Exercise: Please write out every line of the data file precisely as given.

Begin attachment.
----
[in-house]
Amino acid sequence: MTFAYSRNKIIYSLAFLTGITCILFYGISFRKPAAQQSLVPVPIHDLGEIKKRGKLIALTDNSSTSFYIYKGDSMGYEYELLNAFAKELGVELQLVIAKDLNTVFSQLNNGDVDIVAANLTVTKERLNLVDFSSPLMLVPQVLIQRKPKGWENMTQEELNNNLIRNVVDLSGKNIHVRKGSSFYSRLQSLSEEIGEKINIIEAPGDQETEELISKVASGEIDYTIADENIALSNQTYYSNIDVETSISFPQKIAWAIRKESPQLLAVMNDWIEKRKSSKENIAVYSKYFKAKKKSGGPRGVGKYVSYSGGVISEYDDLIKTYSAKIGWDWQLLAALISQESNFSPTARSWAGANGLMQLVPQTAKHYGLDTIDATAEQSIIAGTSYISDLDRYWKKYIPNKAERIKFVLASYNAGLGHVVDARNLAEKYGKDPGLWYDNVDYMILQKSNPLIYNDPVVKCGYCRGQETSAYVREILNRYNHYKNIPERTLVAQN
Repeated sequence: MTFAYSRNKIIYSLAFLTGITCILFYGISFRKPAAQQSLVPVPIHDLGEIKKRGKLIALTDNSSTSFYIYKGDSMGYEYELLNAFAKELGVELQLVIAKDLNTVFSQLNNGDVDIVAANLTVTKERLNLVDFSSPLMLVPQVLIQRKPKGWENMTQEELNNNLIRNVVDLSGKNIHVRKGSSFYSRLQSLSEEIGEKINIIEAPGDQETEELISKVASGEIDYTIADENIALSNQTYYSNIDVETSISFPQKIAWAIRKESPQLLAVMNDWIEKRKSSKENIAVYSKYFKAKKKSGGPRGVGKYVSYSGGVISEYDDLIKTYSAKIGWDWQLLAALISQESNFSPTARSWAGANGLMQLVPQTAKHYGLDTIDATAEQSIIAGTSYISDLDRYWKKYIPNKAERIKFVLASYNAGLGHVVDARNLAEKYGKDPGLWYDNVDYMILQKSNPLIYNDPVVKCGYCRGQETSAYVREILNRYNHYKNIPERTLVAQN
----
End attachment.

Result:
[in-house]
Amino acid sequence: MTFAYSRNKIIYSLAFLTGITCILFYGISFRKPAAQQSLVPVPIHDLGEIKKRGKLIALTDNSSTSFYIYKGDSMGYEYELLNAFAKELGVELQLVIAKDLNTVFSQLNNGDVDIVAANLTVTKERLNLVDFSSPLMLVPQVLIQRKPKGWENMTQEELNNNLIRNVVDLSGKNIHVRKGSSFYSRLQSLSEEIGEKINIIEAPGDQETEELISKVASGEIDYTIADENIALSNQTYYSNIDVETSISFPQKIAWAIRKESPQLLAVMNDWIEKRKSSKENIAVYSKYFKAKKKSGGPRGVGKYVSYSGGVISEYDDLIKTYSAKIGWDWQLLAALISQESNFSPTARSWAGANGLMQLVPQTAKHYGLDTIDATAEQSIIAGTSYISDLDRYWKKYIPNKAERIKFVLASYNAGLGHVVDARNLAEKYGKDPGLWYDNVDYMILQKSNPLIYNDPVVKCGYCRGQETSAYVREILNRYNHYKNIPERTLVAQN
Repeated sequence: MTFAYSRNKIIYSLAFLTGITCILFYGISFRKPAAQQSLVPVPIHDLGEIKKRGKLIALTDNSSTSFYIYKGDSMGYEYELLNAFAKELGVELQLVIAKDLNTVFSQLNNGDVDIVAANLTVTKERLNLVDFSSPLMLVPQVLIQRKPKGWENMTQEELNNNLIRNVVDLSGKNIHVRKGSSFYSRLQSLSEEIGEKINIIEAPGDQETEELISKVASGEIDYTIADENIALSNQTYYSNIDVETSISFPQKIAWAIRKESPQLLAVMNDWIEKRKSSKENIAVYSKYFKAKKKSGGPRGVGKYVSYSGGVISEYDDLIKTYSAKIGWDWQLLAALISQESNFSPTARSWAGANGLMQLVPQTAKHYGLDTIDATAEQSIIAGTSYISDLDRYWKKYIPNKAERIKFVLASYNAGLGHVVDARNLAEKYGKDPGLWYDNVDYMILQKSNPLIYNDPVVKCGYCRGQETSAYVREILNRYNHYKNIPERTLVAQN